By Bix, 9th

While they may seem like a far out, impractical math concept, they are really very common in everyday life. Like anytime you hit a ball and it arcs through the sky, or when a rocket launches and lands. Parabolas are second degree functions, meaning they include a variable that is squared. The formula for a parabola is ax^2 +bx+c, where a is the leading coefficient and c is the y-intercept, or constant. Depending on the sign of the leading coefficient, or the number in front of x^2, the parabola can either open up or down. If the coefficient is positive the parabola will open up, whereas if it is negative, it will open down.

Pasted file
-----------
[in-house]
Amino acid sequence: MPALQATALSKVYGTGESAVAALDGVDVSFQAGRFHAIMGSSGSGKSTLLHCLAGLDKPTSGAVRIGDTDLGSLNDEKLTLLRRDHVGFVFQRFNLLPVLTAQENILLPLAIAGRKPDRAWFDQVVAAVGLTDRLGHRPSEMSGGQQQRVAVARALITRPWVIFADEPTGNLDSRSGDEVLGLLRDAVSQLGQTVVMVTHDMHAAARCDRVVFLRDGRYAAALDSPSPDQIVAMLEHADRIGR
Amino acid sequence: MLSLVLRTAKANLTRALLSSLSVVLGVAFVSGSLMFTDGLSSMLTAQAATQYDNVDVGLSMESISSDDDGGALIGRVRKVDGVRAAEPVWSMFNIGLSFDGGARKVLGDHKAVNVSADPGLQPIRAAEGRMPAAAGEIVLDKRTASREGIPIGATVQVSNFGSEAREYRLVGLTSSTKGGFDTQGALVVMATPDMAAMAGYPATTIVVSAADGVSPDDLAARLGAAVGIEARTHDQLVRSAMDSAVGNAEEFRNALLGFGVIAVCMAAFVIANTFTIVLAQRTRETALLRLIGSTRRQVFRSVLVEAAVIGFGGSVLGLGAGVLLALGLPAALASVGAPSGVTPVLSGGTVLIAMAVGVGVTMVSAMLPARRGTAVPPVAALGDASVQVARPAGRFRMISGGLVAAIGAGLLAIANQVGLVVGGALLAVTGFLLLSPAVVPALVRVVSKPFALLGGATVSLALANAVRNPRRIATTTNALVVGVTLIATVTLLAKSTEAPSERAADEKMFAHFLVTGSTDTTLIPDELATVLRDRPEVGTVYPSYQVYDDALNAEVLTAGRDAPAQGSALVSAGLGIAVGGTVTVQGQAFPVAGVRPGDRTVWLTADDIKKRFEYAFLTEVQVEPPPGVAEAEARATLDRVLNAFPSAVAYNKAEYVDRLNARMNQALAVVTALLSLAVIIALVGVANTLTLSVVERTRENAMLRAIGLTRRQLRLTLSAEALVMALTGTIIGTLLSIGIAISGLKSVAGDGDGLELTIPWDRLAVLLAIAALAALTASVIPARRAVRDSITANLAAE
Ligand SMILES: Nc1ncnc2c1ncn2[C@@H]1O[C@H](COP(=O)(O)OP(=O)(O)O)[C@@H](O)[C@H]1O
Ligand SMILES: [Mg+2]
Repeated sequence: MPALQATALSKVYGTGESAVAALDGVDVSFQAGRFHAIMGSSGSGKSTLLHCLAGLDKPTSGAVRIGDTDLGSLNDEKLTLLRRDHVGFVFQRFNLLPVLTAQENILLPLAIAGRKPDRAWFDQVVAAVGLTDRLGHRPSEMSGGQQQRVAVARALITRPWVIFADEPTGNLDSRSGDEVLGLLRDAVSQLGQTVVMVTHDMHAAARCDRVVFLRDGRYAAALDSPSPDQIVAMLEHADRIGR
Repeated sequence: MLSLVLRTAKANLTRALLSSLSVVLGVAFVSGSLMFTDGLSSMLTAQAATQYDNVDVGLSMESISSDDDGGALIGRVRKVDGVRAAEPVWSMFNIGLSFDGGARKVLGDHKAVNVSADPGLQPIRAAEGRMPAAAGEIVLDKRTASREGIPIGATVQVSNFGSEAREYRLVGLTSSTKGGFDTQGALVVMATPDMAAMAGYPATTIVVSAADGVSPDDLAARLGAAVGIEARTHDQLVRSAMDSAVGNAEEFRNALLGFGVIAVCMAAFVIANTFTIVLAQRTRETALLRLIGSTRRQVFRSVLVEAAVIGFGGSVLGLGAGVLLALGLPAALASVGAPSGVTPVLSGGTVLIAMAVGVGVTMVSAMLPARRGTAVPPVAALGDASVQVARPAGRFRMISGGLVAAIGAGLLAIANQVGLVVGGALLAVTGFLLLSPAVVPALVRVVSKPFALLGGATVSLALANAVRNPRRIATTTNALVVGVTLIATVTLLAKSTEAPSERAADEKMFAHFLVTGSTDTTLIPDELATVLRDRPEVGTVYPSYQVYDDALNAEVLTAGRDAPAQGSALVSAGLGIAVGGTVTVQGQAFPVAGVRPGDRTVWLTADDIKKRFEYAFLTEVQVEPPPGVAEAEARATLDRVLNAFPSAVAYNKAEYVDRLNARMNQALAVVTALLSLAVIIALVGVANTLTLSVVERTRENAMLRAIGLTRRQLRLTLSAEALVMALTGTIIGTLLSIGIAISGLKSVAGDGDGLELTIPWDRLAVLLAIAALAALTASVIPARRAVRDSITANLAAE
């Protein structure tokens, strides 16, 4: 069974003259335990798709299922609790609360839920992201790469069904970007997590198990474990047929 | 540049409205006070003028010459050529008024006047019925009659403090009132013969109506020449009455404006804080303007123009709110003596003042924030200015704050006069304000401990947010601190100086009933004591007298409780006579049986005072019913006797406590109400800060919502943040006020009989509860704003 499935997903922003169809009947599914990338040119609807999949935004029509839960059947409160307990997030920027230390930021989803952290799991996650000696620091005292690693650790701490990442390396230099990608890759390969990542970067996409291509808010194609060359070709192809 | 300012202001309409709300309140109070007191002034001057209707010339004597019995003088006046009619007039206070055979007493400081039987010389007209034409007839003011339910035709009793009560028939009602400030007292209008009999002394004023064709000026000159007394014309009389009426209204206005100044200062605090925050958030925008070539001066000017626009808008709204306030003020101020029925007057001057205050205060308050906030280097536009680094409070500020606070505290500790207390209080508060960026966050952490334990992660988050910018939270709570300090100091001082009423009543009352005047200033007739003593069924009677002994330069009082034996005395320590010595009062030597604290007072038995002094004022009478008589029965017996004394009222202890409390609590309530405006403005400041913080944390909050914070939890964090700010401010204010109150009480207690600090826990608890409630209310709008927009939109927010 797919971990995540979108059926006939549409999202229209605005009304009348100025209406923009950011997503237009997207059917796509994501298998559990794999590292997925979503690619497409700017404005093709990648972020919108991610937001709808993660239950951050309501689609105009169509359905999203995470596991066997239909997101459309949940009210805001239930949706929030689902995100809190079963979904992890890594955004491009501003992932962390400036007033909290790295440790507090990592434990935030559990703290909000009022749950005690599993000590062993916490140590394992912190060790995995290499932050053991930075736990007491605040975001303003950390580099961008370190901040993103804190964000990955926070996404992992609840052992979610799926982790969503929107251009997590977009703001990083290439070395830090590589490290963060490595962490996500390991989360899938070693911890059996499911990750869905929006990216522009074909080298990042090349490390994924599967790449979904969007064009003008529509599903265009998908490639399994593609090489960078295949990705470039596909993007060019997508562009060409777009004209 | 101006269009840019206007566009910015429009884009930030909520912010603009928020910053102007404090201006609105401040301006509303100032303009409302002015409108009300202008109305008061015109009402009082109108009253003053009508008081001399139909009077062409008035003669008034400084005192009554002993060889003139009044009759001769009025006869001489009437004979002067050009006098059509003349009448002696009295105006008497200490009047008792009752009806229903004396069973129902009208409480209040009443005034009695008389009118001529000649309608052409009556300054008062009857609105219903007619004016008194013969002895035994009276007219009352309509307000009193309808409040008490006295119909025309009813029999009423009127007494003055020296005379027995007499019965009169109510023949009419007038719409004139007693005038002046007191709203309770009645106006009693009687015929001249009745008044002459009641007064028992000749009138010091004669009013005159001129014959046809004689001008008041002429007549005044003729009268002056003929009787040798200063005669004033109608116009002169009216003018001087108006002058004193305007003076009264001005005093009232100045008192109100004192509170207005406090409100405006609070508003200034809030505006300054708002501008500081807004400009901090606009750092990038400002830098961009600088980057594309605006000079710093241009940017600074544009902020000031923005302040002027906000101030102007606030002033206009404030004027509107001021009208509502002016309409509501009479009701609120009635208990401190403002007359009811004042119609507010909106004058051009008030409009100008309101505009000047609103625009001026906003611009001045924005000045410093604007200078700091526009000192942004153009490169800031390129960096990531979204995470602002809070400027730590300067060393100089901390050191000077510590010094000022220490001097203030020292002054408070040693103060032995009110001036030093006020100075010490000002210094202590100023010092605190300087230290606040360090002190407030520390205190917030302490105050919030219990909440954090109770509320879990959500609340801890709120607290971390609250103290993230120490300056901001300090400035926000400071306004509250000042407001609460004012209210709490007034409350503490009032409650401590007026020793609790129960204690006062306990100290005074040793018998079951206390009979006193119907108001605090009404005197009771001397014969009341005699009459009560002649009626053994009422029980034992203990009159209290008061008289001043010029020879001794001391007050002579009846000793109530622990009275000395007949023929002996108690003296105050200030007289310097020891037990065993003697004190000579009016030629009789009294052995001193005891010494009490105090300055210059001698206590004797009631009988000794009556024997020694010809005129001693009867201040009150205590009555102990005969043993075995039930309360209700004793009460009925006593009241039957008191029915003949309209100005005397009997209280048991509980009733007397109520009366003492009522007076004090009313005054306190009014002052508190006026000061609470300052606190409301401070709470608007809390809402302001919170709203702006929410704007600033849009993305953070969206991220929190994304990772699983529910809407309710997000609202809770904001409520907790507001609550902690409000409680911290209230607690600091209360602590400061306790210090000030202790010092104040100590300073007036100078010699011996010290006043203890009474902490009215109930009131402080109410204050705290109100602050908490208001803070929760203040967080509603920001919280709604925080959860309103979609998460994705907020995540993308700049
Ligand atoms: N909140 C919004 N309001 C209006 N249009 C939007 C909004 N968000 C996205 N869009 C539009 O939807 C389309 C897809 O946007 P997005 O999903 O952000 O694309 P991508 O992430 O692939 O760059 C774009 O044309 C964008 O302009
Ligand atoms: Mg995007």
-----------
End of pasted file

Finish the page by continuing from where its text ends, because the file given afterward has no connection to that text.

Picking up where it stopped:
The vertex of a parabola is the highest or lowest point in the parabola. To find the vertex, use the formula -b/2a. All parabolas are symmetrical. This means that if you find the location of a point on one side of the parabola, you can place a point on the same place across the axis of symmetry, an invisible line that goes through the vertex. There are three ways to find where the graph will cross the x-axis: Completing the Square, Factoring and using the Quadratic Formula. These points have many names, including x-intercepts, zeros, answers, solutions, etc.

Have fun using this new knowledge to show off to all your friends! Leave me a comment!

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